I pour hot water over my tea bag. While it steeps, I gaze at my blooming plumeria tree out my kitchen window and breathe deep, hoping for its sweetness.
But instead I smell death.
Oh, no, not again. The first time I smelled this odor, I spent an entire day searching throughout my house for the dead shrew or rat or perhaps the dirty diaper. Had something died in the ceiling? Or perhaps outside?
The smell—which becomes so strong in the afternoon heat that I can taste it—comes from the thousands of tiny fish that my neighbor dries outside. Eventually the fish will be made into a paste that is used to make hot sauce. When he dries the fish, my house with its open windows becomes saturated with the odor. No amount of candles or cookies baking or onions sautéing can cover the smell. We live nauseous, barely eating, just enduring until this round of drying is done.
I live in a small city, crowded together, on a busy road where we’ve learned to talk over the sound of traffic passing by as we eat dinner. But that same neighbor also grows crops in his backyard (and fertilizes it with smelly manure) and my other neighbor raises roosters that crow all day and night. In this jungle city, flowers bloom nonstop; bright red birds sniff at my vibrant birds of paradise plant; and my yard holds two fruit trees—banana and mango.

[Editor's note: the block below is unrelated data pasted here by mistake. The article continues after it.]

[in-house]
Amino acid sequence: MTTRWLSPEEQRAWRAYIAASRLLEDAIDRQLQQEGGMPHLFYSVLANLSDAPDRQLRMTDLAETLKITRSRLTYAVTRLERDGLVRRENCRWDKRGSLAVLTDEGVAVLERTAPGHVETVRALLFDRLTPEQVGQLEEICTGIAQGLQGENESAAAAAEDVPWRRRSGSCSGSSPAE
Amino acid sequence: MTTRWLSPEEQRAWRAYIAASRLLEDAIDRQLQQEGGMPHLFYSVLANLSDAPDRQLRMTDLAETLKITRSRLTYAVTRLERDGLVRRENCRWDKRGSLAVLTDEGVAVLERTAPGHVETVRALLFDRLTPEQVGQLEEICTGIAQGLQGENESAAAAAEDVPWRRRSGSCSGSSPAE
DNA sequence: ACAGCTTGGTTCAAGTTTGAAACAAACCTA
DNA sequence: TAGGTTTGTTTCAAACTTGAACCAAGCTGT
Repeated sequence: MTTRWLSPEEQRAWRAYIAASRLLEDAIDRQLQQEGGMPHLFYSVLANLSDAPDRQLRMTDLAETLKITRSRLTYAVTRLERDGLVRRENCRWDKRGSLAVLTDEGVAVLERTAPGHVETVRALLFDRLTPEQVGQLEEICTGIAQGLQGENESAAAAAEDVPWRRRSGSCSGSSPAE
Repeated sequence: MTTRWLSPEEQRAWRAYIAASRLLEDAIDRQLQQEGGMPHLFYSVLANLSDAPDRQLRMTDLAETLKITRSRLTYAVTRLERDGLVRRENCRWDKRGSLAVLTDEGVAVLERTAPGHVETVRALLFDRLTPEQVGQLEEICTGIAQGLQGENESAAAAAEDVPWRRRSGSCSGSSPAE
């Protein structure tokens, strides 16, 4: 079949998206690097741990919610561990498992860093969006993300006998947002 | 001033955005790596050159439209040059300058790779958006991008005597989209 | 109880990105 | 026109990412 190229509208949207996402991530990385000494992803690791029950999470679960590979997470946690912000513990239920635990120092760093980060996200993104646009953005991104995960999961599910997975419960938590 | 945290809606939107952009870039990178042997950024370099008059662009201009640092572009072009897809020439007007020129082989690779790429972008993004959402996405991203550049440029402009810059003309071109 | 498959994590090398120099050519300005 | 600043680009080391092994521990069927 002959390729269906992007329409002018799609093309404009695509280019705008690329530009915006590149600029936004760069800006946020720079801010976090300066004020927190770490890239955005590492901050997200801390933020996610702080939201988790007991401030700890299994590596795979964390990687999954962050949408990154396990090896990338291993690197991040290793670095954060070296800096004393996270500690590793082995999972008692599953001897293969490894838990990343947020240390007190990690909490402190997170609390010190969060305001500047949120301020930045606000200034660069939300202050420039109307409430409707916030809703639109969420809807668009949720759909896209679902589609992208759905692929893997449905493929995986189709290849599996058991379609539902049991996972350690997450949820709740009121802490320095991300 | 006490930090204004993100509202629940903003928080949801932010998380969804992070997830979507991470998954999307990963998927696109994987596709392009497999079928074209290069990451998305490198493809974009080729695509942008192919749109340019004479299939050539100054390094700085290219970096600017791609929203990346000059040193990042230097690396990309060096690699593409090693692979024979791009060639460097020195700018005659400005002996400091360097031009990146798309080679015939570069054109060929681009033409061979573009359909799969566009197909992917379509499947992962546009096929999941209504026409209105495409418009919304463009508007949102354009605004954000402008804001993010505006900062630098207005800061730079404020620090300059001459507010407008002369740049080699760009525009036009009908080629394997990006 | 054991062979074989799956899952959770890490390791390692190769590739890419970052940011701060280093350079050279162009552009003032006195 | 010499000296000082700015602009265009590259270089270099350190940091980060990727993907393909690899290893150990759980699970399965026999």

It’s country, but it’s not. It’s city, but not. It’s hard, but not. It’s smelly, but sometimes, yes sometimes, I can smell another neighbor’s mouth-watering cooking.
And whatever it is, or isn’t, this is my life. The good with the bad. The hard with the inspiring. The exciting with the ho-hum.
When I prepared to move to a tiny, remote island in Indonesia over six years ago, I was convinced that life would be hard—only hard. I expected to get malaria, never feel air conditioning again, have no friends, never eat pizza. None of those things have happened, though, other hard things have been part of my life. Dengue fever (husband twice, son once), nauseating pregnancies, difficult relationships, long power outages, shrews that drive me crazy and smells—oh those miserable smells.
But life has been good, too. Special relationships both inside and outside of my own culture; seeing lives change; the joy of being a mom to my adorable kids; growing closer to my husband; palm trees that edge big blue skies; watching my husband thrive in a job with purpose, serving people he loves.
Some days, to be honest, life stinks. But I am learning to breathe in the bad with the good, the rotten fish with the plumeria blooms.
What is your advice to handle life's daily scents and smells?